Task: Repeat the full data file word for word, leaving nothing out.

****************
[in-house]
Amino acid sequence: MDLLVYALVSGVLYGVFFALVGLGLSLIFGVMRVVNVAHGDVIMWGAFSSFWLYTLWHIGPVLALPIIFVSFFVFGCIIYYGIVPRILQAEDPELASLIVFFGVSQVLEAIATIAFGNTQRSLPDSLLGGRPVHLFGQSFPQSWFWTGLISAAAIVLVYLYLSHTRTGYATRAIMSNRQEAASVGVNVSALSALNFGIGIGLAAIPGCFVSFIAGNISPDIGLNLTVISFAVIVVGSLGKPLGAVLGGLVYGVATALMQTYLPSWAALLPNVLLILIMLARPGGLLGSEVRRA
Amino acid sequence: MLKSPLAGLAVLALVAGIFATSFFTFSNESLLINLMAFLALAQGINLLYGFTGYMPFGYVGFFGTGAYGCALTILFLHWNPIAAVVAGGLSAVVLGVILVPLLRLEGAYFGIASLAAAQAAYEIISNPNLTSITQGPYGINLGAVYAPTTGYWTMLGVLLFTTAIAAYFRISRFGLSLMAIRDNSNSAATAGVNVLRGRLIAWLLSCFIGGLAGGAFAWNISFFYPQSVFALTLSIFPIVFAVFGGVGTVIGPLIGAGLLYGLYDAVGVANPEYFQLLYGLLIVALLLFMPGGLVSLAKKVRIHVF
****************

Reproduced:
[in-house]
Amino acid sequence: MDLLVYALVSGVLYGVFFALVGLGLSLIFGVMRVVNVAHGDVIMWGAFSSFWLYTLWHIGPVLALPIIFVSFFVFGCIIYYGIVPRILQAEDPELASLIVFFGVSQVLEAIATIAFGNTQRSLPDSLLGGRPVHLFGQSFPQSWFWTGLISAAAIVLVYLYLSHTRTGYATRAIMSNRQEAASVGVNVSALSALNFGIGIGLAAIPGCFVSFIAGNISPDIGLNLTVISFAVIVVGSLGKPLGAVLGGLVYGVATALMQTYLPSWAALLPNVLLILIMLARPGGLLGSEVRRA
Amino acid sequence: MLKSPLAGLAVLALVAGIFATSFFTFSNESLLINLMAFLALAQGINLLYGFTGYMPFGYVGFFGTGAYGCALTILFLHWNPIAAVVAGGLSAVVLGVILVPLLRLEGAYFGIASLAAAQAAYEIISNPNLTSITQGPYGINLGAVYAPTTGYWTMLGVLLFTTAIAAYFRISRFGLSLMAIRDNSNSAATAGVNVLRGRLIAWLLSCFIGGLAGGAFAWNISFFYPQSVFALTLSIFPIVFAVFGGVGTVIGPLIGAGLLYGLYDAVGVANPEYFQLLYGLLIVALLLFMPGGLVSLAKKVRIHVF